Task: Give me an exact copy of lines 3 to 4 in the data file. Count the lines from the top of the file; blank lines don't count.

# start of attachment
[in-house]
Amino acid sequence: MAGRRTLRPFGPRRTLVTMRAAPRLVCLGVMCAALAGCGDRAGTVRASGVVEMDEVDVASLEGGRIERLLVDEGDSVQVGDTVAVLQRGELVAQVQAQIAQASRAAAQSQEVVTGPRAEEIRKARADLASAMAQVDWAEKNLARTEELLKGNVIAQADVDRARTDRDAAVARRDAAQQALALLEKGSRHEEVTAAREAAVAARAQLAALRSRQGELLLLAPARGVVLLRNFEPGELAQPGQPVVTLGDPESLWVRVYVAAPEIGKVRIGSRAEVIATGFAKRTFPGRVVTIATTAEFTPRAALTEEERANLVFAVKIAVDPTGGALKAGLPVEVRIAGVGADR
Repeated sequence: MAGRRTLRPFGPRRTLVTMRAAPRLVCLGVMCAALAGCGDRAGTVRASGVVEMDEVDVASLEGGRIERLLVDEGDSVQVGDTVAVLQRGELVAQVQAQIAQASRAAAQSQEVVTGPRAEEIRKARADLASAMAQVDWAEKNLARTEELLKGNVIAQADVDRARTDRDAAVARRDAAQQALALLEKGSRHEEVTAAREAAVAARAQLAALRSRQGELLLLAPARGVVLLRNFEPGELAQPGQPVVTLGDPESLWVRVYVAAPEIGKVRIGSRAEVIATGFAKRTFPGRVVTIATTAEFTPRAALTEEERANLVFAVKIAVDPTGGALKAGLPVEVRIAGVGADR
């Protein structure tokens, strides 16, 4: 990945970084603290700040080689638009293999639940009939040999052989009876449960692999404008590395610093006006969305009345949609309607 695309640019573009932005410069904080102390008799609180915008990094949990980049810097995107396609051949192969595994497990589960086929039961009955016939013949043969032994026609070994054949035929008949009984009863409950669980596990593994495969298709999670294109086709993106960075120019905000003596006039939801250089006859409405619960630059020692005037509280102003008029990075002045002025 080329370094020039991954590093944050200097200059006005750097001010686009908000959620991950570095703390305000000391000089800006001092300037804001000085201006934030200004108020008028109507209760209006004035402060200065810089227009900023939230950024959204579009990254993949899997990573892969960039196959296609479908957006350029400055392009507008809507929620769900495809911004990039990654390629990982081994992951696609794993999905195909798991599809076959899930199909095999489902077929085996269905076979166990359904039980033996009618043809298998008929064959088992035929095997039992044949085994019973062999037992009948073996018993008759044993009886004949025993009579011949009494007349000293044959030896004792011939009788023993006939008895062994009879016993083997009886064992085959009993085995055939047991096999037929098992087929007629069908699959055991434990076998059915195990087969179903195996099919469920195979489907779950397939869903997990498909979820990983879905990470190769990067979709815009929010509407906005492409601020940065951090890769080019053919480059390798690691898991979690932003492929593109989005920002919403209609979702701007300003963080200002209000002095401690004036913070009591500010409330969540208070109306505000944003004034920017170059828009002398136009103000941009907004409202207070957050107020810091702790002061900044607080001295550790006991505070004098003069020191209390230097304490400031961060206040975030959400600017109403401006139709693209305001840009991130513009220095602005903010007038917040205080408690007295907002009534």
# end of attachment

Repeated sequence: MAGRRTLRPFGPRRTLVTMRAAPRLVCLGVMCAALAGCGDRAGTVRASGVVEMDEVDVASLEGGRIERLLVDEGDSVQVGDTVAVLQRGELVAQVQAQIAQASRAAAQSQEVVTGPRAEEIRKARADLASAMAQVDWAEKNLARTEELLKGNVIAQADVDRARTDRDAAVARRDAAQQALALLEKGSRHEEVTAAREAAVAARAQLAALRSRQGELLLLAPARGVVLLRNFEPGELAQPGQPVVTLGDPESLWVRVYVAAPEIGKVRIGSRAEVIATGFAKRTFPGRVVTIATTAEFTPRAALTEEERANLVFAVKIAVDPTGGALKAGLPVEVRIAGVGADR
């Protein structure tokens, strides 16, 4: 990945970084603290700040080689638009293999639940009939040999052989009876449960692999404008590395610093006006969305009345949609309607 695309640019573009932005410069904080102390008799609180915008990094949990980049810097995107396609051949192969595994497990589960086929039961009955016939013949043969032994026609070994054949035929008949009984009863409950669980596990593994495969298709999670294109086709993106960075120019905000003596006039939801250089006859409405619960630059020692005037509280102003008029990075002045002025 080329370094020039991954590093944050200097200059006005750097001010686009908000959620991950570095703390305000000391000089800006001092300037804001000085201006934030200004108020008028109507209760209006004035402060200065810089227009900023939230950024959204579009990254993949899997990573892969960039196959296609479908957006350029400055392009507008809507929620769900495809911004990039990654390629990982081994992951696609794993999905195909798991599809076959899930199909095999489902077929085996269905076979166990359904039980033996009618043809298998008929064959088992035929095997039992044949085994019973062999037992009948073996018993008759044993009886004949025993009579011949009494007349000293044959030896004792011939009788023993006939008895062994009879016993083997009886064992085959009993085995055939047991096999037929098992087929007629069908699959055991434990076998059915195990087969179903195996099919469920195979489907779950397939869903997990498909979820990983879905990470190769990067979709815009929010509407906005492409601020940065951090890769080019053919480059390798690691898991979690932003492929593109989005920002919403209609979702701007300003963080200002209000002095401690004036913070009591500010409330969540208070109306505000944003004034920017170059828009002398136009103000941009907004409202207070957050107020810091702790002061900044607080001295550790006991505070004098003069020191209390230097304490400031961060206040975030959400600017109403401006139709693209305001840009991130513009220095602005903010007038917040205080408690007295907002009534």